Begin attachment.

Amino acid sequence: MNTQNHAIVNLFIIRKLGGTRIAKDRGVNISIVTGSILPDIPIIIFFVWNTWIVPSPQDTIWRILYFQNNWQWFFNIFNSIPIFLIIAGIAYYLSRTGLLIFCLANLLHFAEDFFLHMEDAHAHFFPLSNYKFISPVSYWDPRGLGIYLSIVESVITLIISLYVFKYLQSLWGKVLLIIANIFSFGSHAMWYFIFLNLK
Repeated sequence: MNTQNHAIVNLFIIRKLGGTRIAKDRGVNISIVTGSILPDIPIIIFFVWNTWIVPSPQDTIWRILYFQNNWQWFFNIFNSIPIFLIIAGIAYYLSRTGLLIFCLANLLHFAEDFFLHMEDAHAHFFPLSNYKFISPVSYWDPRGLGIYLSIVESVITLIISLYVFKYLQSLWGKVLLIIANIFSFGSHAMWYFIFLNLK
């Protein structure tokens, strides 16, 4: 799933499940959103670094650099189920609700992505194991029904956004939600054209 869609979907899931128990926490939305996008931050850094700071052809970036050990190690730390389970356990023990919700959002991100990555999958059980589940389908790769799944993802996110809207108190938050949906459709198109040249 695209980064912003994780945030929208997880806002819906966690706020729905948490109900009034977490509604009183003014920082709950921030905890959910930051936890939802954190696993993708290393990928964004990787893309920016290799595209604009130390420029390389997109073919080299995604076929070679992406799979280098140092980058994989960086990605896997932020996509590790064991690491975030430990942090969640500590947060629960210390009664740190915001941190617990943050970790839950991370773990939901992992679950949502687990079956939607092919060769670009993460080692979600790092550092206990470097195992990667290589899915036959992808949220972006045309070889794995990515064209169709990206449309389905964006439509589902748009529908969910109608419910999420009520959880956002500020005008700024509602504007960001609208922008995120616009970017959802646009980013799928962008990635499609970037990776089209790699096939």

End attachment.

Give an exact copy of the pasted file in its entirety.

Amino acid sequence: MNTQNHAIVNLFIIRKLGGTRIAKDRGVNISIVTGSILPDIPIIIFFVWNTWIVPSPQDTIWRILYFQNNWQWFFNIFNSIPIFLIIAGIAYYLSRTGLLIFCLANLLHFAEDFFLHMEDAHAHFFPLSNYKFISPVSYWDPRGLGIYLSIVESVITLIISLYVFKYLQSLWGKVLLIIANIFSFGSHAMWYFIFLNLK
Repeated sequence: MNTQNHAIVNLFIIRKLGGTRIAKDRGVNISIVTGSILPDIPIIIFFVWNTWIVPSPQDTIWRILYFQNNWQWFFNIFNSIPIFLIIAGIAYYLSRTGLLIFCLANLLHFAEDFFLHMEDAHAHFFPLSNYKFISPVSYWDPRGLGIYLSIVESVITLIISLYVFKYLQSLWGKVLLIIANIFSFGSHAMWYFIFLNLK
């Protein structure tokens, strides 16, 4: 799933499940959103670094650099189920609700992505194991029904956004939600054209 869609979907899931128990926490939305996008931050850094700071052809970036050990190690730390389970356990023990919700959002991100990555999958059980589940389908790769799944993802996110809207108190938050949906459709198109040249 695209980064912003994780945030929208997880806002819906966690706020729905948490109900009034977490509604009183003014920082709950921030905890959910930051936890939802954190696993993708290393990928964004990787893309920016290799595209604009130390420029390389997109073919080299995604076929070679992406799979280098140092980058994989960086990605896997932020996509590790064991690491975030430990942090969640500590947060629960210390009664740190915001941190617990943050970790839950991370773990939901992992679950949502687990079956939607092919060769670009993460080692979600790092550092206990470097195992990667290589899915036959992808949220972006045309070889794995990515064209169709990206449309389905964006439509589902748009529908969910109608419910999420009520959880956002500020005008700024509602504007960001609208922008995120616009970017959802646009980013799928962008990635499609970037990776089209790699096939």